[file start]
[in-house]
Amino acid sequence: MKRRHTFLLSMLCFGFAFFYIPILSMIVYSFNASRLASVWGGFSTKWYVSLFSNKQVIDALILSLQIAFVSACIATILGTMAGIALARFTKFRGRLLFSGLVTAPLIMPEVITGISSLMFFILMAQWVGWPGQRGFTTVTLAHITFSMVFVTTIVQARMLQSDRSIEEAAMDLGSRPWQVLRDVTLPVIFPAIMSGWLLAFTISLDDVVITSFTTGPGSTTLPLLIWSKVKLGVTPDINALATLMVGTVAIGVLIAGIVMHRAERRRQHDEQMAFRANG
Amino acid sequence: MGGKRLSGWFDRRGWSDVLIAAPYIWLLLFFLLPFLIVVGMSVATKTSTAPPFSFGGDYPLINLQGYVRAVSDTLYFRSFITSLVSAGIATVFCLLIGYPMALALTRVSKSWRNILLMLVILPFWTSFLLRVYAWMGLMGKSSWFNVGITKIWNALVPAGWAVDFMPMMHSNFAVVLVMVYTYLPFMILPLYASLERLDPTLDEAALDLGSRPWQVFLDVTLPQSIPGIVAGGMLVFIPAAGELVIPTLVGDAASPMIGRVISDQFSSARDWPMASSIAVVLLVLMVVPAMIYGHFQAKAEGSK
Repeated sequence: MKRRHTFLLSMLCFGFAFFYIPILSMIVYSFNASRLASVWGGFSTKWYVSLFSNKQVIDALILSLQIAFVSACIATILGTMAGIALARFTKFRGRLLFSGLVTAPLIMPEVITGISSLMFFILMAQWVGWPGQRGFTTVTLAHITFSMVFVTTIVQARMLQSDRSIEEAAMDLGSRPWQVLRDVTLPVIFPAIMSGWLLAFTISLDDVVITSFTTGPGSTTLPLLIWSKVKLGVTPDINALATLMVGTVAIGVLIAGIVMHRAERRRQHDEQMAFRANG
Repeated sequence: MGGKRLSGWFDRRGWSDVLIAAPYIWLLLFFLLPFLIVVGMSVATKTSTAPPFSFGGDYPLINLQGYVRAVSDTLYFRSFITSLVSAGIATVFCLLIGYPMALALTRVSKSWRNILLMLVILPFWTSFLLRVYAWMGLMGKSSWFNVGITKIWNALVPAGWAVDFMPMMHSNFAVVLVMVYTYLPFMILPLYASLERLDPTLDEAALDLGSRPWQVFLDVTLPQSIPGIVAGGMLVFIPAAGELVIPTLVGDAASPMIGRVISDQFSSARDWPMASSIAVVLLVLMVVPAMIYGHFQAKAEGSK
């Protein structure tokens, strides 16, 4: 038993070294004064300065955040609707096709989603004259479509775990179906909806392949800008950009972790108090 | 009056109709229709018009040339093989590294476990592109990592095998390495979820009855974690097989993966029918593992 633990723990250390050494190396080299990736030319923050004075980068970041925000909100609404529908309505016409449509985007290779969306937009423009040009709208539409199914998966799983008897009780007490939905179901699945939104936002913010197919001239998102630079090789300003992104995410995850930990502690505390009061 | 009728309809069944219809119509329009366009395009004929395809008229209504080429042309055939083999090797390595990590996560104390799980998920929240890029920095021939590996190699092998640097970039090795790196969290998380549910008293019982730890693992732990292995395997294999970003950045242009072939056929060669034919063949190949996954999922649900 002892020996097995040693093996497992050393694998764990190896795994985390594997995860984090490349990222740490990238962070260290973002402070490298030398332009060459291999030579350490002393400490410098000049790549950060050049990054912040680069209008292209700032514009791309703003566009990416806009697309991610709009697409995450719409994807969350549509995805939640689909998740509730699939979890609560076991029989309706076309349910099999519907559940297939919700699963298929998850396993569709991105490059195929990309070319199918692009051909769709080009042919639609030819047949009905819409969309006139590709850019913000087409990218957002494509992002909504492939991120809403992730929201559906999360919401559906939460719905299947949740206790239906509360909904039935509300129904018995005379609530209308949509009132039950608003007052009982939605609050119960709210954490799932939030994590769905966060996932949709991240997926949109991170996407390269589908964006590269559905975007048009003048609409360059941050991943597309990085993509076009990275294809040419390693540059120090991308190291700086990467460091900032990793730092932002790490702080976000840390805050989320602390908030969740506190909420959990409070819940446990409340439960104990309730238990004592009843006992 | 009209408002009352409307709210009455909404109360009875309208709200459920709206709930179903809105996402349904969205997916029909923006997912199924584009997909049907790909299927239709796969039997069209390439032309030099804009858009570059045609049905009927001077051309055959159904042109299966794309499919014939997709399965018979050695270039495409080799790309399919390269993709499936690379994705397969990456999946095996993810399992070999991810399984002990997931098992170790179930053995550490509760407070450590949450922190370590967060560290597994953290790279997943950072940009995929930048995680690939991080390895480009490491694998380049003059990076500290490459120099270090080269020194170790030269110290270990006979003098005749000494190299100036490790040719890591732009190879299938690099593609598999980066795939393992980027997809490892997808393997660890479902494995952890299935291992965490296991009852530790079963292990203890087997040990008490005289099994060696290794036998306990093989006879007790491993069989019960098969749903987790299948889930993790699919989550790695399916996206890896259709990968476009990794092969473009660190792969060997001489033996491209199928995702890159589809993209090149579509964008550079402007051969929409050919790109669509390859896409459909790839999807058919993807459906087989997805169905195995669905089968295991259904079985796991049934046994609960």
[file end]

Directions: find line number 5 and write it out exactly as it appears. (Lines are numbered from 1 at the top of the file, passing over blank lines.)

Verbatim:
Repeated sequence: MGGKRLSGWFDRRGWSDVLIAAPYIWLLLFFLLPFLIVVGMSVATKTSTAPPFSFGGDYPLINLQGYVRAVSDTLYFRSFITSLVSAGIATVFCLLIGYPMALALTRVSKSWRNILLMLVILPFWTSFLLRVYAWMGLMGKSSWFNVGITKIWNALVPAGWAVDFMPMMHSNFAVVLVMVYTYLPFMILPLYASLERLDPTLDEAALDLGSRPWQVFLDVTLPQSIPGIVAGGMLVFIPAAGELVIPTLVGDAASPMIGRVISDQFSSARDWPMASSIAVVLLVLMVVPAMIYGHFQAKAEGSK